Money, real name Edward Mahoney, was best known for his hits Two Tickets to Paradise and Take Me Home Tonight
Singer Eddie Money died Friday at the age of 70 after a battle with stage four esophageal cancer.
Money, real name Edward Mahoney, was best known for his hits Two Tickets to Paradise and Take Me Home Tonight.
“It is with heavy hearts that we say goodbye to our loving husband and father,” his family said in a statement to Variety. “We cannot imagine our world without him. We are grateful that he will live on forever through his music.”
Money revealed he had cancer in August. A reality TV show about his family titled Real Money premiered in 2018 and had documented his family life and degrading health. Its second season wrapped in June.
“I thought I was just going in to get a checkup, and he told me I got cancer,” Money said on the show, adding that the news hit him “really, really hard.”
“I want people to know that cancer’s come a long way and not everybody dies from cancer like they did in the ’50s and ’60s. Am I going to live a long time? Who knows, it’s in God’s hands. But you know what? I’ll take every day I can get. Every day above ground is a good day,” Money said.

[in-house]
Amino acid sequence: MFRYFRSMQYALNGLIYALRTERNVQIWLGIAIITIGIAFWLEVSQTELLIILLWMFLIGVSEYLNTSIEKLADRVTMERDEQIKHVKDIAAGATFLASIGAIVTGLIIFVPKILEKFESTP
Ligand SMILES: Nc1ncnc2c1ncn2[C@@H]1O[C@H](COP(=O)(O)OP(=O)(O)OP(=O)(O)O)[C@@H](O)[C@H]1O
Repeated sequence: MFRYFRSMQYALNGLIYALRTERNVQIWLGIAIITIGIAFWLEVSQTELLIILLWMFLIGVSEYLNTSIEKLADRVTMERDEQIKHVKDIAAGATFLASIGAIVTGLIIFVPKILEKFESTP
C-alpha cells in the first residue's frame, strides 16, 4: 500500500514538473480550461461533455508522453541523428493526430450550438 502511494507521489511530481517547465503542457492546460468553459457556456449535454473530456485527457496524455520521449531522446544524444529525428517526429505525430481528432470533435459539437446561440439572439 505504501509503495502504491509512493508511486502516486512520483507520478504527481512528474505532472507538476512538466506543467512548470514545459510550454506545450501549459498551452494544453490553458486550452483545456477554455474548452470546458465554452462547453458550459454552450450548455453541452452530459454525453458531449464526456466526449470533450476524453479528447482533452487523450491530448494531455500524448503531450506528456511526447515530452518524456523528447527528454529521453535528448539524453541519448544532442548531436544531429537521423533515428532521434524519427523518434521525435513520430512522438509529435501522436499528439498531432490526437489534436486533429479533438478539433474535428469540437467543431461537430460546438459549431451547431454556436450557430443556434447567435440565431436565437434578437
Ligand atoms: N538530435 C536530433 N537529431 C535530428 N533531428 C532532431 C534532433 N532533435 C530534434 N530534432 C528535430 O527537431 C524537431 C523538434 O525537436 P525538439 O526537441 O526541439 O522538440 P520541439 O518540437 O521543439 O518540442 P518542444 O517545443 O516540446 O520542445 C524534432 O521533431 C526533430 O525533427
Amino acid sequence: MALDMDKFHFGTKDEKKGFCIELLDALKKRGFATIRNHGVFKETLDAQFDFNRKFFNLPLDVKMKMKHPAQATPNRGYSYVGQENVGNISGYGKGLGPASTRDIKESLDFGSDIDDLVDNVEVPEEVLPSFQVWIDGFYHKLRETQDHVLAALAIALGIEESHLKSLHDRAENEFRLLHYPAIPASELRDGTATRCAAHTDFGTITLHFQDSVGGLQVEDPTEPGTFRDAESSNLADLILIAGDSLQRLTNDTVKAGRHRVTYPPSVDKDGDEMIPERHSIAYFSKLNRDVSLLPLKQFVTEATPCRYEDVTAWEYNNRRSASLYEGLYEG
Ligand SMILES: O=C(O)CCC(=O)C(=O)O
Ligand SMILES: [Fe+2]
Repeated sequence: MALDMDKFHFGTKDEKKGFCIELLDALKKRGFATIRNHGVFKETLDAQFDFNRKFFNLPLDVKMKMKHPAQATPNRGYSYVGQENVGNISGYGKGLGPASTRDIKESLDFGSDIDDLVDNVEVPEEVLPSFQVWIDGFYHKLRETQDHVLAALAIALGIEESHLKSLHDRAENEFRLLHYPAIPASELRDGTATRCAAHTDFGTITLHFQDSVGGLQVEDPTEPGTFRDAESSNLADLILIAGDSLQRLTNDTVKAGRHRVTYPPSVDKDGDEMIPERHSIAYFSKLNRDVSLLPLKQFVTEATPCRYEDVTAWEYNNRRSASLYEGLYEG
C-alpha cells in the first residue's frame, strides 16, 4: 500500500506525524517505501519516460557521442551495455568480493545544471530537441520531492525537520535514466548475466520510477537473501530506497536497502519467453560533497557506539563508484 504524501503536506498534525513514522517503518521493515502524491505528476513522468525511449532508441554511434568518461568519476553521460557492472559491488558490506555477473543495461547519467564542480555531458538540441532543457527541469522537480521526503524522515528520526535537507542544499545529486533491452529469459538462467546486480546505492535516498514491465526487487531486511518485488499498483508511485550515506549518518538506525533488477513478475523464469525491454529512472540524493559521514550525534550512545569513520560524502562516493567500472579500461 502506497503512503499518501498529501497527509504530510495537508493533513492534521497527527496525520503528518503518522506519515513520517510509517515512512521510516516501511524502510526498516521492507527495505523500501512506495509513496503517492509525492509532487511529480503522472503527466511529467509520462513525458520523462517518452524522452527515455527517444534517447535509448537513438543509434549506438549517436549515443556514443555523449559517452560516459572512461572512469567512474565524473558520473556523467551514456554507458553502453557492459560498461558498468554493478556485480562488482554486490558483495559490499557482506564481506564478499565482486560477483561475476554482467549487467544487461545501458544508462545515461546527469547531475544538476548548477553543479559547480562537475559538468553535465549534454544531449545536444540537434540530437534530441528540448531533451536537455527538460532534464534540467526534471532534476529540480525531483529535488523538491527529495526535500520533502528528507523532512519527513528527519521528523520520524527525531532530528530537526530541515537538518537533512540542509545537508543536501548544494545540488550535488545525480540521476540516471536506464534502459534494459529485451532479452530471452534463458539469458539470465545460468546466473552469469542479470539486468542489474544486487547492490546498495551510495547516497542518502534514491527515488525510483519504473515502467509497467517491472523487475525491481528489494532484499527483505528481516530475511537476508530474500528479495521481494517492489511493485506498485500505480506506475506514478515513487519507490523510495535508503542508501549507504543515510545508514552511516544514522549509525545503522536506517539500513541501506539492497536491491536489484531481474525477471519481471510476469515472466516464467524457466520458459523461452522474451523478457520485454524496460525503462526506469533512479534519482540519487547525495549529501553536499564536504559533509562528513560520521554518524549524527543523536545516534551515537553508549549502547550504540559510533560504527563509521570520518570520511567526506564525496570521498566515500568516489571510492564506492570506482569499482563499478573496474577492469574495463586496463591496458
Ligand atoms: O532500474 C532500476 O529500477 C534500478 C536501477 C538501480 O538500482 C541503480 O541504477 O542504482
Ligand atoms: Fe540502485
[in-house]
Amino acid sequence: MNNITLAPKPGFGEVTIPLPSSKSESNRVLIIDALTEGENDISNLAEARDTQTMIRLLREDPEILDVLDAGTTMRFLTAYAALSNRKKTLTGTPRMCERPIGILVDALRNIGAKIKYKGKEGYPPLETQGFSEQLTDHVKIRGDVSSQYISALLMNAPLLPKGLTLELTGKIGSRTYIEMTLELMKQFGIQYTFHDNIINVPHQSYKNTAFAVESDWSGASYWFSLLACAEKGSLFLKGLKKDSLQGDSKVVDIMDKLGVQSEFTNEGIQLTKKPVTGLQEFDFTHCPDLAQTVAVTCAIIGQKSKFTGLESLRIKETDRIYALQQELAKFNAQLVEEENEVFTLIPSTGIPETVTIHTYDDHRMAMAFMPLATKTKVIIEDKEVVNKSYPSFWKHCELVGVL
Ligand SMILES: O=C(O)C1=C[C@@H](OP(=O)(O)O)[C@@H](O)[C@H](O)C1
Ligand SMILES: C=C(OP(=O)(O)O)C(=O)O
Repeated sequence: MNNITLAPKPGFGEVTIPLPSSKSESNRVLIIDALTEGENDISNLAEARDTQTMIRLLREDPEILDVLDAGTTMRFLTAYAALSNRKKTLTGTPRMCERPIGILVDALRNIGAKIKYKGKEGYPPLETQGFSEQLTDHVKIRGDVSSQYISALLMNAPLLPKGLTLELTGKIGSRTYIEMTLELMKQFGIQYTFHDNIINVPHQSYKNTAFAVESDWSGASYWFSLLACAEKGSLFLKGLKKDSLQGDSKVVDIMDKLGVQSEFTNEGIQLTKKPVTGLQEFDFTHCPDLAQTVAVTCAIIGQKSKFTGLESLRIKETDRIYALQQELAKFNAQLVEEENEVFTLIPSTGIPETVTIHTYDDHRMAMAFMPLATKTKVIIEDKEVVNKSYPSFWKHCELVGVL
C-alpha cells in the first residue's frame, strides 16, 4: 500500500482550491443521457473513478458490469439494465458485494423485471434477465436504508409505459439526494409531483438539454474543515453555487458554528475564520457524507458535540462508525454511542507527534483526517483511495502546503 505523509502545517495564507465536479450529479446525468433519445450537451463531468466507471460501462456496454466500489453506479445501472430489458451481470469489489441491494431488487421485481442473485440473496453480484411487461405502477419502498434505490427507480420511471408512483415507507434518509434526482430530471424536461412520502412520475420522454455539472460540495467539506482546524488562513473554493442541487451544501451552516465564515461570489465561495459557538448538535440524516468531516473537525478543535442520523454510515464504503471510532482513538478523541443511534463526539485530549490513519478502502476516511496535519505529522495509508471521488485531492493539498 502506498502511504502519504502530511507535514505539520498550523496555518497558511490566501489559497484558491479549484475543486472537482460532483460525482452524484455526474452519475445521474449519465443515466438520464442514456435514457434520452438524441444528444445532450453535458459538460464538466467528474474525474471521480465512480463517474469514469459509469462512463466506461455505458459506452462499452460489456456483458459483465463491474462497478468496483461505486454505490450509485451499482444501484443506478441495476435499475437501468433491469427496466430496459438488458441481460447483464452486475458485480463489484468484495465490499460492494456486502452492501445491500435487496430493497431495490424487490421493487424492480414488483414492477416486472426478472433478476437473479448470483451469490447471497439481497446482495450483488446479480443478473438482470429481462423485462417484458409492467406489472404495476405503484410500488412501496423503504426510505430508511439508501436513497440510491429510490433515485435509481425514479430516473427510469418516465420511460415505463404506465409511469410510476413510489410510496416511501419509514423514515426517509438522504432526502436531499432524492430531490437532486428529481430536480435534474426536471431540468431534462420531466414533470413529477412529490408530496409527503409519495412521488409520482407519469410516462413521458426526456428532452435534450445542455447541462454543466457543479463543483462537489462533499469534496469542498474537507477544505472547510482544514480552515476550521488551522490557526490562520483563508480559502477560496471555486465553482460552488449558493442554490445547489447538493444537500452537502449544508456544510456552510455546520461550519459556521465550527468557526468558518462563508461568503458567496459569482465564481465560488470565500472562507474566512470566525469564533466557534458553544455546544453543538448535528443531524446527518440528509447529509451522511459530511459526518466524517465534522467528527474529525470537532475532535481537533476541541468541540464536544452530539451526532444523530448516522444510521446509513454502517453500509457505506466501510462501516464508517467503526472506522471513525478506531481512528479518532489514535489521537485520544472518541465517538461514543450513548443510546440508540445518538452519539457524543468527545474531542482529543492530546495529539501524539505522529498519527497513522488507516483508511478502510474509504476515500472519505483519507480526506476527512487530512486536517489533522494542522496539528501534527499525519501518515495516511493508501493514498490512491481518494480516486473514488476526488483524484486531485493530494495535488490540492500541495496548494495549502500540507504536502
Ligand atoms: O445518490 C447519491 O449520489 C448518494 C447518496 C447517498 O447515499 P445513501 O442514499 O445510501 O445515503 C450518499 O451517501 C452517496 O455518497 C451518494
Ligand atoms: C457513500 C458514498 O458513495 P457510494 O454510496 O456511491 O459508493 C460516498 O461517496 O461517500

Money was born Edward Joseph Mahoney on March 21, 1949, in the New York City borough of Brooklyn, according to his website.
Before rising to stardom, Money worked as a police officer in Brooklyn with his father for two years. He moved to San Francisco in 1968 where he met promoter Bill Graham who eventually became his manager and helped him sell multiple platinum records in Canada and the U.S.
Every day above ground is a good day
The singer made a name for himself performing in Bay area clubs early in his career before climbing the charts and appearing regularly on MTV. He released 11 albums, starting with his self-titled record in 1977 which included Two Tickets. His latest album, Brand New Day, was released in July.
He was known for having a sense of humour in both his personal and professional life. Last year he told Rolling Stone what he considered to be a good month: “The kids aren’t in jail, they’re not in rehab, nobody’s wrecked the car this week and there’s still milk in the refrigerator.”
With files from Reuters